# Transform f(U,V) to f(X,Y)

1. Sep 1, 2006

### island-boy

given
$$f(U,V) = \lambda^{2} e^{-(u+v)\lambda}$$

How do I get:
f(X,Y)
where
X = U+V
Y =UV

all I'm able to get is
$$f(X,Y) = \lambda^{2} \e^{-(x)\lambda} |J|$$

where J is the Jacobian.
But the Jacobian is too complicated since I was able to solve that:
$$U = \frac{X + \sqrt{X^{2} - 4Y}}{2}$$
and
$$V = \frac{2Y}{X + \sqrt{X^{2} - 4Y}}$$

2. Sep 1, 2006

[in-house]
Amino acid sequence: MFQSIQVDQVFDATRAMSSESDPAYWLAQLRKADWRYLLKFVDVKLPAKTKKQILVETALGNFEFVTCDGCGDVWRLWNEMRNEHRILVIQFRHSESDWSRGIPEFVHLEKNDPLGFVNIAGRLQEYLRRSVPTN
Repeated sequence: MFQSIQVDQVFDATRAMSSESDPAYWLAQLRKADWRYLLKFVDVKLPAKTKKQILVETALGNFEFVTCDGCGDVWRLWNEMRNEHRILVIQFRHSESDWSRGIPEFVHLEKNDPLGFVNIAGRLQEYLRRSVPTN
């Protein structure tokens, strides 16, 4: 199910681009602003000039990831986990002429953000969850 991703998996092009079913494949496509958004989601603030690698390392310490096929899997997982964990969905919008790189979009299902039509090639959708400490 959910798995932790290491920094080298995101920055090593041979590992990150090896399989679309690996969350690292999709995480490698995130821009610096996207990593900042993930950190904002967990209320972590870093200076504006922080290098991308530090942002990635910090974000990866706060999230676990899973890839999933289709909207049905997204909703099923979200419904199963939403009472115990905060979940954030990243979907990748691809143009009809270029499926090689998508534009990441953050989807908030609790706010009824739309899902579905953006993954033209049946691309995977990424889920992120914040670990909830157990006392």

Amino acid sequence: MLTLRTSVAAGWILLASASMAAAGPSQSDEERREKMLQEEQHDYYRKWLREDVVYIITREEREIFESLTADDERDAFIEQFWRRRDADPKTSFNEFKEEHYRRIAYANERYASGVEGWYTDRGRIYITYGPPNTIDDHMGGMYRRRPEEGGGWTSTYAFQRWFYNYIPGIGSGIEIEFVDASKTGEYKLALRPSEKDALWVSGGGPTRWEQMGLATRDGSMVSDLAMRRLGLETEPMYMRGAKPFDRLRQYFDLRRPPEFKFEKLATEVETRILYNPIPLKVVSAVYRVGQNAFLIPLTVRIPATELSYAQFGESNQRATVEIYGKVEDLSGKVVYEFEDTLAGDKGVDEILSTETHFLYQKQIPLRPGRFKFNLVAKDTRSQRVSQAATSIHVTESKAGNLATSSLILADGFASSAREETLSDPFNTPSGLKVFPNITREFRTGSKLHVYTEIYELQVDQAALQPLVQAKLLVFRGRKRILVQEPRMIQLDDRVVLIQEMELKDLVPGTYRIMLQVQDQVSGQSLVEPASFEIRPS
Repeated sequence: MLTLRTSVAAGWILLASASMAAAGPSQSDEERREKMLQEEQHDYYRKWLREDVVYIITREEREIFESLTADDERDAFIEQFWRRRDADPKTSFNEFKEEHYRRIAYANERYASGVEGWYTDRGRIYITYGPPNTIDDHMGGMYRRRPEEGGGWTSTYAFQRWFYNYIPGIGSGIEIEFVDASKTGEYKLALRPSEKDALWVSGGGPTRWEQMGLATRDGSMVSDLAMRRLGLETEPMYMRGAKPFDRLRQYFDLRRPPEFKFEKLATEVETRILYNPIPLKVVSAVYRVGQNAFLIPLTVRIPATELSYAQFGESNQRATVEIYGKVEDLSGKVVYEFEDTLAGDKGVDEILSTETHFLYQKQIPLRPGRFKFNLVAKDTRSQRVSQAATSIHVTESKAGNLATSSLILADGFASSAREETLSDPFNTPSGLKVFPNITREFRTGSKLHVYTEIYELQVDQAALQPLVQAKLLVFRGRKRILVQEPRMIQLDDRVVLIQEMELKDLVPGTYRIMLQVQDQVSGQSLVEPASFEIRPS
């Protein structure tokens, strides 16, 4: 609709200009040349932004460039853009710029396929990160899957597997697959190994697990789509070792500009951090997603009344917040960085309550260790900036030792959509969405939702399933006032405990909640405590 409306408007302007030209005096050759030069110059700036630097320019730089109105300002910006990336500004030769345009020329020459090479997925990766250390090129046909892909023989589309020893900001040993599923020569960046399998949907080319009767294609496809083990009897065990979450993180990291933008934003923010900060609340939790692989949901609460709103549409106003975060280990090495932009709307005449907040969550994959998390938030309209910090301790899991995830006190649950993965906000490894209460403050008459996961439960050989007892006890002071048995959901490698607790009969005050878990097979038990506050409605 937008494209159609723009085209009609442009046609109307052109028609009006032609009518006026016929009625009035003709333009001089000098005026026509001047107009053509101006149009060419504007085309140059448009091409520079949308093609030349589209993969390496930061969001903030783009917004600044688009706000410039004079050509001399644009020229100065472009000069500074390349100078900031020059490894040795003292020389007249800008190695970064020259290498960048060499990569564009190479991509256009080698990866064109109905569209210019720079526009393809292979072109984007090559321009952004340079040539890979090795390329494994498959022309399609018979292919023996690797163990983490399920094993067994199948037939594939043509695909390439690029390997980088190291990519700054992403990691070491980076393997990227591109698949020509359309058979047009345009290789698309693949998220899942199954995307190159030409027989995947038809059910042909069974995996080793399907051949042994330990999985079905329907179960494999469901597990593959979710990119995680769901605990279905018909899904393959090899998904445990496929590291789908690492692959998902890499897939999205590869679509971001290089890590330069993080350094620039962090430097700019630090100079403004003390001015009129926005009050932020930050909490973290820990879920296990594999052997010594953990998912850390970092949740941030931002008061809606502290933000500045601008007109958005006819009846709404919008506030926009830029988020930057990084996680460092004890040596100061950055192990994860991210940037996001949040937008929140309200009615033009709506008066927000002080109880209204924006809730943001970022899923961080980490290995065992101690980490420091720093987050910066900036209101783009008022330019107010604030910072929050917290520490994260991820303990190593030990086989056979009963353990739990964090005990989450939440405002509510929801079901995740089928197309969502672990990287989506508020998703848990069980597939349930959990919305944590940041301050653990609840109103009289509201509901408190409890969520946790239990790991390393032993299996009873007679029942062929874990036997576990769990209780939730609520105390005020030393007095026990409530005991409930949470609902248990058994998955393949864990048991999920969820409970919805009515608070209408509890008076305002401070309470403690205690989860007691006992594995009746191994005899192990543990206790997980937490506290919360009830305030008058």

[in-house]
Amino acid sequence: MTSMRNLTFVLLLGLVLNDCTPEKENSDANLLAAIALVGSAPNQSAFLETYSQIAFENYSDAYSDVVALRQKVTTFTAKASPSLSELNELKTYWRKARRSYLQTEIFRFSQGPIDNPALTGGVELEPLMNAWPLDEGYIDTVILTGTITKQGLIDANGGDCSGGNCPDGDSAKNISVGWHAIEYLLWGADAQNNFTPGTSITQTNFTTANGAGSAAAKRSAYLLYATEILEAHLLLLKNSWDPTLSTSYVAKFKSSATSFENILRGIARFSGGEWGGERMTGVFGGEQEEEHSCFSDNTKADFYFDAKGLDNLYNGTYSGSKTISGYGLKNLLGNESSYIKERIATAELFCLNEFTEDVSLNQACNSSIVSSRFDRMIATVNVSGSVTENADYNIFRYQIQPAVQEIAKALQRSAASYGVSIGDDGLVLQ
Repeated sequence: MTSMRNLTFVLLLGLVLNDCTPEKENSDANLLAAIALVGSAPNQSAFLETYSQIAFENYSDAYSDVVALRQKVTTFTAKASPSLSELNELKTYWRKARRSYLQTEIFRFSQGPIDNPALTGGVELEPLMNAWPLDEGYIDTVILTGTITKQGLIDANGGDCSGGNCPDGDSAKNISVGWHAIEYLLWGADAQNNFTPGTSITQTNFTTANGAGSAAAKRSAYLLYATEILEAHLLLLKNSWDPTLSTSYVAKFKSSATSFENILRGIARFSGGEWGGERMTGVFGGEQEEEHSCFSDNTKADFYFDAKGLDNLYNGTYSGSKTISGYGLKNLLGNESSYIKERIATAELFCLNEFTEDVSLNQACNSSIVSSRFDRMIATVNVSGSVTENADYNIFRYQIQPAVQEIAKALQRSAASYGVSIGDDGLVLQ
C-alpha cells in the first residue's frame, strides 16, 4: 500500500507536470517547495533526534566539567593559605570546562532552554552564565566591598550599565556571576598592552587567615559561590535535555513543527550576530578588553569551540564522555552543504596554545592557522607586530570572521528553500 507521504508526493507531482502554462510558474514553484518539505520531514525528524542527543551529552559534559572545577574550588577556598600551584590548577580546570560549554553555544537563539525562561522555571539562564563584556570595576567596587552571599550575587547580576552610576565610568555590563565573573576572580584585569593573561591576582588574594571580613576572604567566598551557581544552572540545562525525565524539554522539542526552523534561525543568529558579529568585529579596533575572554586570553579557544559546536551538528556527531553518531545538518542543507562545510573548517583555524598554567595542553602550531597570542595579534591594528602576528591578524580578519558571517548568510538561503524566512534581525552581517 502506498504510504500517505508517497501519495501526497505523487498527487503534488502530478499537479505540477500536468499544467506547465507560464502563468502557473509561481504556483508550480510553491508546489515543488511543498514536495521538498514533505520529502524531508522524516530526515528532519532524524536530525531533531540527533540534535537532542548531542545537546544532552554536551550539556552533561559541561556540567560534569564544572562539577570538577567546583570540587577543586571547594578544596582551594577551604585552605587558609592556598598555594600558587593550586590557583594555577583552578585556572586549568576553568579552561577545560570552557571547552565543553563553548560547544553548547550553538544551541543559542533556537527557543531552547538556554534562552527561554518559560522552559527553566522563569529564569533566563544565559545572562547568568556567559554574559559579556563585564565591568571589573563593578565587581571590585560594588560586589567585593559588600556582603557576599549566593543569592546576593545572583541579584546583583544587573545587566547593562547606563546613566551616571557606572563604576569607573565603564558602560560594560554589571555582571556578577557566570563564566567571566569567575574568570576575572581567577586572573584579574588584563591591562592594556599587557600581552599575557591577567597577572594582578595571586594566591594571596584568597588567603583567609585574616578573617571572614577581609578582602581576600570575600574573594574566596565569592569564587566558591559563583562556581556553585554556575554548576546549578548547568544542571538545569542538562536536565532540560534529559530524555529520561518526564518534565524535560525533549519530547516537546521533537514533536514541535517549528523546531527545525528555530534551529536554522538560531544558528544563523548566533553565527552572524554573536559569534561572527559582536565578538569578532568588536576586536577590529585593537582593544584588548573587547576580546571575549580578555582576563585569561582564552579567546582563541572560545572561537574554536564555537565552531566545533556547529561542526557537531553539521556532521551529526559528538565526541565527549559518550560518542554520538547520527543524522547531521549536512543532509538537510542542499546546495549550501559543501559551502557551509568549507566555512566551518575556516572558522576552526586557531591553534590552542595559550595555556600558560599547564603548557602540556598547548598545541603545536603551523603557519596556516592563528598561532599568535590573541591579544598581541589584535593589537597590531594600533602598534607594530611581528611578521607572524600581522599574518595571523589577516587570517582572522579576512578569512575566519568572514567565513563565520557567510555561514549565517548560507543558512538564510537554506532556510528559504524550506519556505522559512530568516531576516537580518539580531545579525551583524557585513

### AKG

Why do you need the Jacobian? You're not finding df, or anything like that.

3. Sep 2, 2006

### island-boy

I neglect to mention above that f(U,V) and f(X,Y) are density functions

that is
$$f(U,V) = \lambda^{2} e^{-(u+v)\lambda}$$
for
$$u \geq 0, v\geq 0$$

isn't the Jacobian needed when you are transforming variables for a distribution?